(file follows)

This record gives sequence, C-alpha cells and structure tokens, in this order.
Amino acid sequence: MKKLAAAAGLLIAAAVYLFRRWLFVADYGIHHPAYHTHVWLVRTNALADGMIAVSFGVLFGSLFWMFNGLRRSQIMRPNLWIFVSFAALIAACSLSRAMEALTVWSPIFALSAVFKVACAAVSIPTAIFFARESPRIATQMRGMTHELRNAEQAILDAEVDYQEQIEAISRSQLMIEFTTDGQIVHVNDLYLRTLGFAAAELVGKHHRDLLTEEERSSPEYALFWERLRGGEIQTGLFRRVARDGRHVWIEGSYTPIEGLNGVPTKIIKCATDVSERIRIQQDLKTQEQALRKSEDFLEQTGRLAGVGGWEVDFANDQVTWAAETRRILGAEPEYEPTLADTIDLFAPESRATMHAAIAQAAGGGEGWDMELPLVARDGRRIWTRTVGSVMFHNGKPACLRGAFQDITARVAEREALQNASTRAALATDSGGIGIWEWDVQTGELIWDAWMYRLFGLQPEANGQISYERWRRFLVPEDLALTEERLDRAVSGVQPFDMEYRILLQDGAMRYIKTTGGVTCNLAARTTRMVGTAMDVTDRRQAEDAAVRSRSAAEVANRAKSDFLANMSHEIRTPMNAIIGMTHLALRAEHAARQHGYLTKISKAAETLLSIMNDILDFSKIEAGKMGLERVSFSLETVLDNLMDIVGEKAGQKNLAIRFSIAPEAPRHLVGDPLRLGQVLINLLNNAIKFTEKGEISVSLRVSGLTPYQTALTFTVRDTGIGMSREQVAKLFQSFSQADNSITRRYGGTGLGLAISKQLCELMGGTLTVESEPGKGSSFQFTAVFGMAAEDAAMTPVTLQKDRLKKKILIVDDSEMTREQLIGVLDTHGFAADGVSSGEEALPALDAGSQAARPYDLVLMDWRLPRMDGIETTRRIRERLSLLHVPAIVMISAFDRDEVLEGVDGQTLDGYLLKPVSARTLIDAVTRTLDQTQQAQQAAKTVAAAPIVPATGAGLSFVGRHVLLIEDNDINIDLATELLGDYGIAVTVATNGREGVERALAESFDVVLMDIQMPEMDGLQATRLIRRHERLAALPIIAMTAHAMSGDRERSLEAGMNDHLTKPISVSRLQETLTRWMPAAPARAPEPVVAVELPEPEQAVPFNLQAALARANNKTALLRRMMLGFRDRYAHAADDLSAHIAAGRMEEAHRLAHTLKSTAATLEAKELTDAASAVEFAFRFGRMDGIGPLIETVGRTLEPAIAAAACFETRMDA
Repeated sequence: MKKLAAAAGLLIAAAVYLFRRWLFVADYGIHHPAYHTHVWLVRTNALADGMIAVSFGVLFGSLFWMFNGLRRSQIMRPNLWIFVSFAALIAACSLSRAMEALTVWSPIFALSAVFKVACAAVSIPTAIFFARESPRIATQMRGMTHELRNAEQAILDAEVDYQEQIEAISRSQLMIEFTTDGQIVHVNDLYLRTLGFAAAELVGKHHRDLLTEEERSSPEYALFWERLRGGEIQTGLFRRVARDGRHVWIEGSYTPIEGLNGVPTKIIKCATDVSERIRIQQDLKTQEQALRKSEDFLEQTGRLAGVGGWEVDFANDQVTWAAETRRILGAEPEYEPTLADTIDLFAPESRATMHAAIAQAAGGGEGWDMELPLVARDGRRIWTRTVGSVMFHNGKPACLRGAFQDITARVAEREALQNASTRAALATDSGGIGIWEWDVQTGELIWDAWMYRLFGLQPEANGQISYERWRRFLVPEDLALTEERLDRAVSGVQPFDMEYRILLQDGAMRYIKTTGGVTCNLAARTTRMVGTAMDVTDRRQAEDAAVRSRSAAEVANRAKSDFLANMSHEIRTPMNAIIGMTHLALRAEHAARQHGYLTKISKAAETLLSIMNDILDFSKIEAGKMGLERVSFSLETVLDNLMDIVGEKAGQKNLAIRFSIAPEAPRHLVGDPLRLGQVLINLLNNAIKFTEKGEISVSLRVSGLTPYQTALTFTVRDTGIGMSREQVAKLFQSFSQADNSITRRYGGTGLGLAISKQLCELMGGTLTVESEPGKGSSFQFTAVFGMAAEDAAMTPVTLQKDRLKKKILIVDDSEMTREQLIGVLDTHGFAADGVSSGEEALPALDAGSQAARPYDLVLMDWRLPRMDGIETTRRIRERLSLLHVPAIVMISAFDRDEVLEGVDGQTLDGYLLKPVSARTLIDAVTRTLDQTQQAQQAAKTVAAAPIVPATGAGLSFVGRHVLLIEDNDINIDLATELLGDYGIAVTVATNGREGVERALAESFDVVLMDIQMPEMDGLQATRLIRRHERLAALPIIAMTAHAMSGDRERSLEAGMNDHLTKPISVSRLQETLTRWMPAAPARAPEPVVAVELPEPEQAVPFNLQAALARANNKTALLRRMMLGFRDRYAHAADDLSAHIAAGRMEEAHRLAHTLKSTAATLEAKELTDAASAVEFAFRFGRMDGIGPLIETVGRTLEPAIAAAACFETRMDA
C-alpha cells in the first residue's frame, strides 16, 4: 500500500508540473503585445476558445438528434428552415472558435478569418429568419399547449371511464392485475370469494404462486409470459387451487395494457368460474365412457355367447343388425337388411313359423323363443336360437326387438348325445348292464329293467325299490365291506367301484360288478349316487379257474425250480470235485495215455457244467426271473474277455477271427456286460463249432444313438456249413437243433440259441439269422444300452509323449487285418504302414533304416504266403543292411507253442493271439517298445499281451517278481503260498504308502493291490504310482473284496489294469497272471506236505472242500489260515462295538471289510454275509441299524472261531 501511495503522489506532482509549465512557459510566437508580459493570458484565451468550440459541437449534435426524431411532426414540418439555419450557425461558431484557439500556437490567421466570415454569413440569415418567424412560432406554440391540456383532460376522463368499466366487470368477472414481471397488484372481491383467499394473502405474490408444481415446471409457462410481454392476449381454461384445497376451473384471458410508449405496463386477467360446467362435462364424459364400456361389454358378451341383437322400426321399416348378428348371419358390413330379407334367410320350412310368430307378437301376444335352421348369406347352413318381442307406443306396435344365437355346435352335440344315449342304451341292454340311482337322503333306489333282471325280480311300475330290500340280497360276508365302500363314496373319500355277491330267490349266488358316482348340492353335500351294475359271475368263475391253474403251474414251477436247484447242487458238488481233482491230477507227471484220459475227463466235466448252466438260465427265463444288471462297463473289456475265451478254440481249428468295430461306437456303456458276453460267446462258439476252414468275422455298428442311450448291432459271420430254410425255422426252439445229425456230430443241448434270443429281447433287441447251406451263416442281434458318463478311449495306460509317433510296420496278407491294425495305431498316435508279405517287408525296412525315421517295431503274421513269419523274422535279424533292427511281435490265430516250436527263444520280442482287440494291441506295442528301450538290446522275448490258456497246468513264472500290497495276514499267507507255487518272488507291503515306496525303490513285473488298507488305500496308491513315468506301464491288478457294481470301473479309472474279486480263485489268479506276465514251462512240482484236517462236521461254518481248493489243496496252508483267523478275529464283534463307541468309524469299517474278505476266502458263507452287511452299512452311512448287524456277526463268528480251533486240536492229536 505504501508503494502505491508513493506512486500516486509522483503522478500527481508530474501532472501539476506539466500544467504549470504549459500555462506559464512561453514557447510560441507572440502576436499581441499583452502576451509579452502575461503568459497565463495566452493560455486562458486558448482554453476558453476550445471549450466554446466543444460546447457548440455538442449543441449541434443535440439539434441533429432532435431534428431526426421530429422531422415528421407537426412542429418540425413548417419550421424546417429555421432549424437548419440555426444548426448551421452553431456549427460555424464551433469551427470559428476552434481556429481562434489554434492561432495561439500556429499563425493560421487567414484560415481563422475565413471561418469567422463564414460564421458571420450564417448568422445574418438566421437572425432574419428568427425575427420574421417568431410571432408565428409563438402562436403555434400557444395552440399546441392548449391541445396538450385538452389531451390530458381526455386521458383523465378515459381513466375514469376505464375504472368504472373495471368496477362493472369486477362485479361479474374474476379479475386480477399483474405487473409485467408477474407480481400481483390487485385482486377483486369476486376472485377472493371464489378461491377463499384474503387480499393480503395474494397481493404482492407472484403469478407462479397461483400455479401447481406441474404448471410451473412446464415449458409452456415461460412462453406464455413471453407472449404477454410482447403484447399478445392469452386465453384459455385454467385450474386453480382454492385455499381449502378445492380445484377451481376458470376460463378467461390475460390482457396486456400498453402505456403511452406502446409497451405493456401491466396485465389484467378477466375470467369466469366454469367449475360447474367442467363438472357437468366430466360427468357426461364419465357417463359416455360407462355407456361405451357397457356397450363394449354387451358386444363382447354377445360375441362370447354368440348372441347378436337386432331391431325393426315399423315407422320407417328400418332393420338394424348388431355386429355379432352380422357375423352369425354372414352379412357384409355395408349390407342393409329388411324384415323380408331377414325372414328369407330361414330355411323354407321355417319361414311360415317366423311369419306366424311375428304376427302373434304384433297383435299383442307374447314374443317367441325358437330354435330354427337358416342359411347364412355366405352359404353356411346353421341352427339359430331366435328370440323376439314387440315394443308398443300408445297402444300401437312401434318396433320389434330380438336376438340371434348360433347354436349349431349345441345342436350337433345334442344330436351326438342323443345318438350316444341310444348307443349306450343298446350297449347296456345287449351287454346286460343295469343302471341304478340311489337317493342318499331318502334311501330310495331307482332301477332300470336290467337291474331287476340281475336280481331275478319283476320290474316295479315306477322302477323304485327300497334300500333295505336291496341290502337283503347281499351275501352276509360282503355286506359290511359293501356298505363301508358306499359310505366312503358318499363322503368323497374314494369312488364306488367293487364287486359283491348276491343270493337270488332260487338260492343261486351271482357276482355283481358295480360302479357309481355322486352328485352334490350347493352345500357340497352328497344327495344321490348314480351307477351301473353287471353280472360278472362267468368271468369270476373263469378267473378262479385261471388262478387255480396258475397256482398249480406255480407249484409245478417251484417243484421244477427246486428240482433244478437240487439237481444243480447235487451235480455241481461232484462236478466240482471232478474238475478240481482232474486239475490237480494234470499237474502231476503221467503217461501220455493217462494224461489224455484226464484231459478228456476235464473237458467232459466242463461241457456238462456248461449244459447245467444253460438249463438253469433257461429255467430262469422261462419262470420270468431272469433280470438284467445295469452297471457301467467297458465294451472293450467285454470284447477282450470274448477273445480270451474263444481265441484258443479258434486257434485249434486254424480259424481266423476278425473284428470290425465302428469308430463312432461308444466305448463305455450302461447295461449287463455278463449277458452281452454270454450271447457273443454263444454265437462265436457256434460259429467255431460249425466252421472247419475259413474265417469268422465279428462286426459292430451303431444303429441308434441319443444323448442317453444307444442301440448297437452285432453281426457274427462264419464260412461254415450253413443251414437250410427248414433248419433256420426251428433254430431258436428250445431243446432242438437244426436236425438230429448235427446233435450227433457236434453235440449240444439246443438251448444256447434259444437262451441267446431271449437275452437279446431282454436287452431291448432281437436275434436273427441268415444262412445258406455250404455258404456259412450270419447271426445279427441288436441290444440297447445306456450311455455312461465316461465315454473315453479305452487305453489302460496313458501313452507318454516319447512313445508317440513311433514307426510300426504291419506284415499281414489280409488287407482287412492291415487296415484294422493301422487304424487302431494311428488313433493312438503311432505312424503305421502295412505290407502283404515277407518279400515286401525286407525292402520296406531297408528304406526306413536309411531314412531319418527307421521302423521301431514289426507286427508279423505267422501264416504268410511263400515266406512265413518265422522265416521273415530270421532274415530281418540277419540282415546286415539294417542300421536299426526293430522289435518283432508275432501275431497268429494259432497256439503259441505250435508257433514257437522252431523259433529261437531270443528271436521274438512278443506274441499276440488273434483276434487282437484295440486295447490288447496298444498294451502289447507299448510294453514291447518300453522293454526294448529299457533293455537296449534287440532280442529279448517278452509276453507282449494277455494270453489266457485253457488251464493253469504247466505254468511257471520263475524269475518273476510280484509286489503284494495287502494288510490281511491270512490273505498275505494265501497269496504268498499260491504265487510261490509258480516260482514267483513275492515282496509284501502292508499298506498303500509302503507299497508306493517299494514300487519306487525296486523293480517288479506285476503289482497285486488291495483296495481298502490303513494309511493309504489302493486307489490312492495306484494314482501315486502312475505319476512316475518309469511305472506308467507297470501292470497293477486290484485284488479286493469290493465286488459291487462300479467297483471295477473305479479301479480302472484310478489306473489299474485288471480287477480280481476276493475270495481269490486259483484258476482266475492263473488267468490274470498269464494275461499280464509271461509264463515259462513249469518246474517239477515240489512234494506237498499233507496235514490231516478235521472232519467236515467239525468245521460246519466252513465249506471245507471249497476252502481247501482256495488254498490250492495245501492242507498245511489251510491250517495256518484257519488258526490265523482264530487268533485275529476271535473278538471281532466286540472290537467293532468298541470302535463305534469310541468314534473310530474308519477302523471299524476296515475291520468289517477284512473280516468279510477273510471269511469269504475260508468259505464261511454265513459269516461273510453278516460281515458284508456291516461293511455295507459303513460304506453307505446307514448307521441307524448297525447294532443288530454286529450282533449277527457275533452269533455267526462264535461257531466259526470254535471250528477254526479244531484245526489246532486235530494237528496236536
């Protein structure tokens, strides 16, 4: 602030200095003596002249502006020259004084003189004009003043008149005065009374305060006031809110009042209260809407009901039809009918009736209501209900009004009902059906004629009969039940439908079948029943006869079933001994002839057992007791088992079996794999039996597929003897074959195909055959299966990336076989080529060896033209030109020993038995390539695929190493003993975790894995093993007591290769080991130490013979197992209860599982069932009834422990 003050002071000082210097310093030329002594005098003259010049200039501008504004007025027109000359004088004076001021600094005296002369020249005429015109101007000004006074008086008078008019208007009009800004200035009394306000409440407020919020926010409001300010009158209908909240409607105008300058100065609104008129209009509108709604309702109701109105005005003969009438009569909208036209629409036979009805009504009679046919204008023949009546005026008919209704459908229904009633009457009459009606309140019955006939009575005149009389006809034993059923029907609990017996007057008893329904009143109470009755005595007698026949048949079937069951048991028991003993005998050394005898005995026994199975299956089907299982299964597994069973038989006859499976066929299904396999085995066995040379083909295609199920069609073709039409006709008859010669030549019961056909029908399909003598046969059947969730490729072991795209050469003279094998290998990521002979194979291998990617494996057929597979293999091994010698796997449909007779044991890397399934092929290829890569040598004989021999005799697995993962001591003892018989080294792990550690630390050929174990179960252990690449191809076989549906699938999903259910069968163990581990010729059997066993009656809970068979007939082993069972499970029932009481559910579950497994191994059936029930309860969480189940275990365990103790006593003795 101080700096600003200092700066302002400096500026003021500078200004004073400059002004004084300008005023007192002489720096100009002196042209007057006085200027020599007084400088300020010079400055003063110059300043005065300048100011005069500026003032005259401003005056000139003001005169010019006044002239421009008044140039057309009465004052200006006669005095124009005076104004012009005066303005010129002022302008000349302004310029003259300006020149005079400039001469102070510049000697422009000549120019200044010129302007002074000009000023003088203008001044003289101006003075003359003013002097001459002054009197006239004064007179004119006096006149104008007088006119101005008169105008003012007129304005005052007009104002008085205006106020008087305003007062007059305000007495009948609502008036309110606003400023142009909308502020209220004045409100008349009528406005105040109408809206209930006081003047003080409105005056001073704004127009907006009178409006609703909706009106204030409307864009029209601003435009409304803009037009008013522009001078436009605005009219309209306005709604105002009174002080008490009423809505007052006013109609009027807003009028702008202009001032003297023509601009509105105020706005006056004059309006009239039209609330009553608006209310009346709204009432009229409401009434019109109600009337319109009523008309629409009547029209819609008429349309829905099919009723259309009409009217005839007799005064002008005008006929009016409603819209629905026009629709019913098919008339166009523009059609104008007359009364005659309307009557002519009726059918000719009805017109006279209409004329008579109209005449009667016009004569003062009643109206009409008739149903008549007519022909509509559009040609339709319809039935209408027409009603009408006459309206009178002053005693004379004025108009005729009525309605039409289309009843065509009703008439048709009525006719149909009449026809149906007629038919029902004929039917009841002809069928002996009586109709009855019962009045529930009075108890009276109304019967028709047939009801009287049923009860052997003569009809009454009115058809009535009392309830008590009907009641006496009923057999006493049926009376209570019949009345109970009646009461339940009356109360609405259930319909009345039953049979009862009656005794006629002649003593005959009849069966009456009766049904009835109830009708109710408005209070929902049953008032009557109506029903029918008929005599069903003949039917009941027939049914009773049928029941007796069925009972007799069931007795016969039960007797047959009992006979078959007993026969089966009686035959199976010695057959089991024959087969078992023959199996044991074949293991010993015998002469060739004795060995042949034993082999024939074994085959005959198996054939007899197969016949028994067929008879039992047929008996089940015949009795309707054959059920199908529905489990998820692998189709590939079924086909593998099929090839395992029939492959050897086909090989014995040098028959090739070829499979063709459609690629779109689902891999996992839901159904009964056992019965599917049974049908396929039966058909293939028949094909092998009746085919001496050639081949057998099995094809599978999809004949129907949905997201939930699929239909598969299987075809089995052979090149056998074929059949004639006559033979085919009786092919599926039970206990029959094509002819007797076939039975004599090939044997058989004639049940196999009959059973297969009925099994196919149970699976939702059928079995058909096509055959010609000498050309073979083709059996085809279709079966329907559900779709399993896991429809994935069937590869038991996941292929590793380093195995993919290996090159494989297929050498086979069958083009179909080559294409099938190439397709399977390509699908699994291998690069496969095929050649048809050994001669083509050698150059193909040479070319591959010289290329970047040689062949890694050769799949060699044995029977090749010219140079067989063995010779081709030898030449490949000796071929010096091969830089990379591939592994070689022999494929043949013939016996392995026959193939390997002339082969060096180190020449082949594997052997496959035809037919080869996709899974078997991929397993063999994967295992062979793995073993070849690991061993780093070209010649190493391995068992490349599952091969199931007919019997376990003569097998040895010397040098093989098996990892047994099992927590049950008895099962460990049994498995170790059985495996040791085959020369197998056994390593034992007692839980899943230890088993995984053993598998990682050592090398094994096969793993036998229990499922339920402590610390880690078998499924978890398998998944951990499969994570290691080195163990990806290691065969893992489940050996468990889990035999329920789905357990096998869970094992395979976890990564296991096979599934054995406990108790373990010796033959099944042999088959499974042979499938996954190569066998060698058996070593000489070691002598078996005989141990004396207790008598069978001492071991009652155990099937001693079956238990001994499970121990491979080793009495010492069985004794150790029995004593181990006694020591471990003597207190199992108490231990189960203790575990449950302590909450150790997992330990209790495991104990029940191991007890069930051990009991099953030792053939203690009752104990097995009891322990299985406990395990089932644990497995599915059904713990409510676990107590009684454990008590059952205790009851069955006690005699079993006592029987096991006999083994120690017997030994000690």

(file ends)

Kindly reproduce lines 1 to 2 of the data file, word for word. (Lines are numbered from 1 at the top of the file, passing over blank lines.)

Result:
This record gives sequence, C-alpha cells and structure tokens, in this order.
Amino acid sequence: MKKLAAAAGLLIAAAVYLFRRWLFVADYGIHHPAYHTHVWLVRTNALADGMIAVSFGVLFGSLFWMFNGLRRSQIMRPNLWIFVSFAALIAACSLSRAMEALTVWSPIFALSAVFKVACAAVSIPTAIFFARESPRIATQMRGMTHELRNAEQAILDAEVDYQEQIEAISRSQLMIEFTTDGQIVHVNDLYLRTLGFAAAELVGKHHRDLLTEEERSSPEYALFWERLRGGEIQTGLFRRVARDGRHVWIEGSYTPIEGLNGVPTKIIKCATDVSERIRIQQDLKTQEQALRKSEDFLEQTGRLAGVGGWEVDFANDQVTWAAETRRILGAEPEYEPTLADTIDLFAPESRATMHAAIAQAAGGGEGWDMELPLVARDGRRIWTRTVGSVMFHNGKPACLRGAFQDITARVAEREALQNASTRAALATDSGGIGIWEWDVQTGELIWDAWMYRLFGLQPEANGQISYERWRRFLVPEDLALTEERLDRAVSGVQPFDMEYRILLQDGAMRYIKTTGGVTCNLAARTTRMVGTAMDVTDRRQAEDAAVRSRSAAEVANRAKSDFLANMSHEIRTPMNAIIGMTHLALRAEHAARQHGYLTKISKAAETLLSIMNDILDFSKIEAGKMGLERVSFSLETVLDNLMDIVGEKAGQKNLAIRFSIAPEAPRHLVGDPLRLGQVLINLLNNAIKFTEKGEISVSLRVSGLTPYQTALTFTVRDTGIGMSREQVAKLFQSFSQADNSITRRYGGTGLGLAISKQLCELMGGTLTVESEPGKGSSFQFTAVFGMAAEDAAMTPVTLQKDRLKKKILIVDDSEMTREQLIGVLDTHGFAADGVSSGEEALPALDAGSQAARPYDLVLMDWRLPRMDGIETTRRIRERLSLLHVPAIVMISAFDRDEVLEGVDGQTLDGYLLKPVSARTLIDAVTRTLDQTQQAQQAAKTVAAAPIVPATGAGLSFVGRHVLLIEDNDINIDLATELLGDYGIAVTVATNGREGVERALAESFDVVLMDIQMPEMDGLQATRLIRRHERLAALPIIAMTAHAMSGDRERSLEAGMNDHLTKPISVSRLQETLTRWMPAAPARAPEPVVAVELPEPEQAVPFNLQAALARANNKTALLRRMMLGFRDRYAHAADDLSAHIAAGRMEEAHRLAHTLKSTAATLEAKELTDAASAVEFAFRFGRMDGIGPLIETVGRTLEPAIAAAACFETRMDA